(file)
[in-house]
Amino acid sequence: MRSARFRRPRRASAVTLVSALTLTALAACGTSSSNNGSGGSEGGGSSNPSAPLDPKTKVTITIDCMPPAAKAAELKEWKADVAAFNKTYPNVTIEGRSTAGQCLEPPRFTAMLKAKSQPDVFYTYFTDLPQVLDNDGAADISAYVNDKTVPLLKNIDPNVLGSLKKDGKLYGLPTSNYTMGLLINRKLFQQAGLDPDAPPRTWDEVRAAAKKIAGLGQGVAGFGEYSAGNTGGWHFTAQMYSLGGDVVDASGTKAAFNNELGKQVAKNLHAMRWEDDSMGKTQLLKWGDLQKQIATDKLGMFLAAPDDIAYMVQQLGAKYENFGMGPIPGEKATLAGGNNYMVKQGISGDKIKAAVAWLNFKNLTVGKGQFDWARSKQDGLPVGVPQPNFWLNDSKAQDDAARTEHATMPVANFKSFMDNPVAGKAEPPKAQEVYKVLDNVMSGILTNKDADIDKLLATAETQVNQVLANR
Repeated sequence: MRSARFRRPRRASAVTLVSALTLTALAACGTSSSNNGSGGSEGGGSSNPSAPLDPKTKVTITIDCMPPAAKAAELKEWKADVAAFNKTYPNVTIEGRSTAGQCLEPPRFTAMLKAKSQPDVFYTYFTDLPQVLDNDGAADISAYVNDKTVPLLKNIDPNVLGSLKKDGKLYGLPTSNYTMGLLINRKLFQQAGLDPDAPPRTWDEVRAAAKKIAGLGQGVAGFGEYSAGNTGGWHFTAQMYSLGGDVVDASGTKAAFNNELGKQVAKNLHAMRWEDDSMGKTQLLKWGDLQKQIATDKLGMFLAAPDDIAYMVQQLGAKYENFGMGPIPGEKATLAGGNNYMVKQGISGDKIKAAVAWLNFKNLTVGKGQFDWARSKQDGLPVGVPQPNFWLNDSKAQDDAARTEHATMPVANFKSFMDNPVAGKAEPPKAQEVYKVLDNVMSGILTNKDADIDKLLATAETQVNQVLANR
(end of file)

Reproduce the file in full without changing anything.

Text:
[in-house]
Amino acid sequence: MRSARFRRPRRASAVTLVSALTLTALAACGTSSSNNGSGGSEGGGSSNPSAPLDPKTKVTITIDCMPPAAKAAELKEWKADVAAFNKTYPNVTIEGRSTAGQCLEPPRFTAMLKAKSQPDVFYTYFTDLPQVLDNDGAADISAYVNDKTVPLLKNIDPNVLGSLKKDGKLYGLPTSNYTMGLLINRKLFQQAGLDPDAPPRTWDEVRAAAKKIAGLGQGVAGFGEYSAGNTGGWHFTAQMYSLGGDVVDASGTKAAFNNELGKQVAKNLHAMRWEDDSMGKTQLLKWGDLQKQIATDKLGMFLAAPDDIAYMVQQLGAKYENFGMGPIPGEKATLAGGNNYMVKQGISGDKIKAAVAWLNFKNLTVGKGQFDWARSKQDGLPVGVPQPNFWLNDSKAQDDAARTEHATMPVANFKSFMDNPVAGKAEPPKAQEVYKVLDNVMSGILTNKDADIDKLLATAETQVNQVLANR
Repeated sequence: MRSARFRRPRRASAVTLVSALTLTALAACGTSSSNNGSGGSEGGGSSNPSAPLDPKTKVTITIDCMPPAAKAAELKEWKADVAAFNKTYPNVTIEGRSTAGQCLEPPRFTAMLKAKSQPDVFYTYFTDLPQVLDNDGAADISAYVNDKTVPLLKNIDPNVLGSLKKDGKLYGLPTSNYTMGLLINRKLFQQAGLDPDAPPRTWDEVRAAAKKIAGLGQGVAGFGEYSAGNTGGWHFTAQMYSLGGDVVDASGTKAAFNNELGKQVAKNLHAMRWEDDSMGKTQLLKWGDLQKQIATDKLGMFLAAPDDIAYMVQQLGAKYENFGMGPIPGEKATLAGGNNYMVKQGISGDKIKAAVAWLNFKNLTVGKGQFDWARSKQDGLPVGVPQPNFWLNDSKAQDDAARTEHATMPVANFKSFMDNPVAGKAEPPKAQEVYKVLDNVMSGILTNKDADIDKLLATAETQVNQVLANR